Historically speaking, the Populist Movement specifically emerged in the late nineteenth century, but it evolved out of various earlier movements centered around agricultural communities. Probably the most important and influential of these influences was the Granger Movement, which initially had the aim of protecting farming communities against the predatory techniques of the railroads. By mobilizing politically, the Grangers tried to achieve government intervention with the aim of having the railroads reclassified as a utility, subject to regulation.
However, one can trace this evolution even further back in time, toward the Jacksonian Revolution and particularly Andrew Jackson's war against the National Bank. It might even bet raced back to the first political parties and the division between the urban, commercially focused Alexander Hamilton and the more rural leaning Thomas Jefferson. In certain respects, Populism seems to be just one in a long line of manifestations on this larger historical trend.
Populism emerged during the Gilded Age, in a context of rapid industrialization and urbanization, but also one of general economic deflation. The later of these trends proved to be particularly unpleasant where farmers were concerned, given that they tended, by and large, to owe debts to banks and commercial interests, with the effects of deflation making it more onerous to pay back their lenders.
At the same time, the Second Industrial Age was also one of widespread exploitation: it was an era where the first union movements were still coming into being (and facing widespread hostility and mistrust) and government had yet to impose regulations concerning such themes as workplace safety or a minimum wage.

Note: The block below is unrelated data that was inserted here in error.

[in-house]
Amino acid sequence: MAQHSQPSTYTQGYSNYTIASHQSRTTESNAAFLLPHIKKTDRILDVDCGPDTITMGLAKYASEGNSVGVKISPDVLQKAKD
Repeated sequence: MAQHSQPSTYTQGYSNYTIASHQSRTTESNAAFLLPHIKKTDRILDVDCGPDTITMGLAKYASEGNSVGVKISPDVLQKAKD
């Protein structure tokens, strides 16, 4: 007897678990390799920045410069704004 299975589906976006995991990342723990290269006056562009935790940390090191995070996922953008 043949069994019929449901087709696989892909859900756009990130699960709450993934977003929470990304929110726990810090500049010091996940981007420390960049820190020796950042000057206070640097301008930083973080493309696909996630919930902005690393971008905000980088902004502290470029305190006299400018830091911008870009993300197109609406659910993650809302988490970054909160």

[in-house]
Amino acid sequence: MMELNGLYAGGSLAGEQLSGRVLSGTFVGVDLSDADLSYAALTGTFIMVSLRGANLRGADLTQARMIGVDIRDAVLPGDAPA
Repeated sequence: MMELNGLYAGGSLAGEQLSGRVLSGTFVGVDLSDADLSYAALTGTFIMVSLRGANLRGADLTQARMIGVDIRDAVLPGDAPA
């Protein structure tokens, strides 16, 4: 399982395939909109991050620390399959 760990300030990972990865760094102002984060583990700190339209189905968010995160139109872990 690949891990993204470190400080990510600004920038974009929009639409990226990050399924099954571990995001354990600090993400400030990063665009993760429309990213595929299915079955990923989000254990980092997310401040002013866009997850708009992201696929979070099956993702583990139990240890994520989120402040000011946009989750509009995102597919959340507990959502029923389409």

The Populist Movement, or People's Party, originated in the agrarian centers of the country, while also reaching out towards the urbanized working classes. Its primary goal was to switch the national currency standard to silver, a cheaper alternative to gold, which would produce inflation (to the benefit of farmers). At the same time, it introduced reforms such as the initiative, referendum, and recall, as well as election of senators by the popular vote. However, while it claimed to defend the interests of the working class, attempts at securing an alliance with urban populations was doomed to failure, given that these inflationary policies would have been disastrous to their own interests and financial security.
While the Populist Movement made real electoral gains in its lifetime, it ultimately failed to rise above its origins as a third party, and it swiftly went into decline. At the same time, however, certain aspects of its platforms (particularly its government reforms) were championed by the Progressives in the early twentieth century and remain in place in American politics today.
At the same time, it has had a legacy in entering the cultural lexicon, with the word populism still being used today, often pejoratively, to apply to all manner of popularly supported political movements whose ideologies and platforms (while popular) would be short-sighted or destructive when put into practice.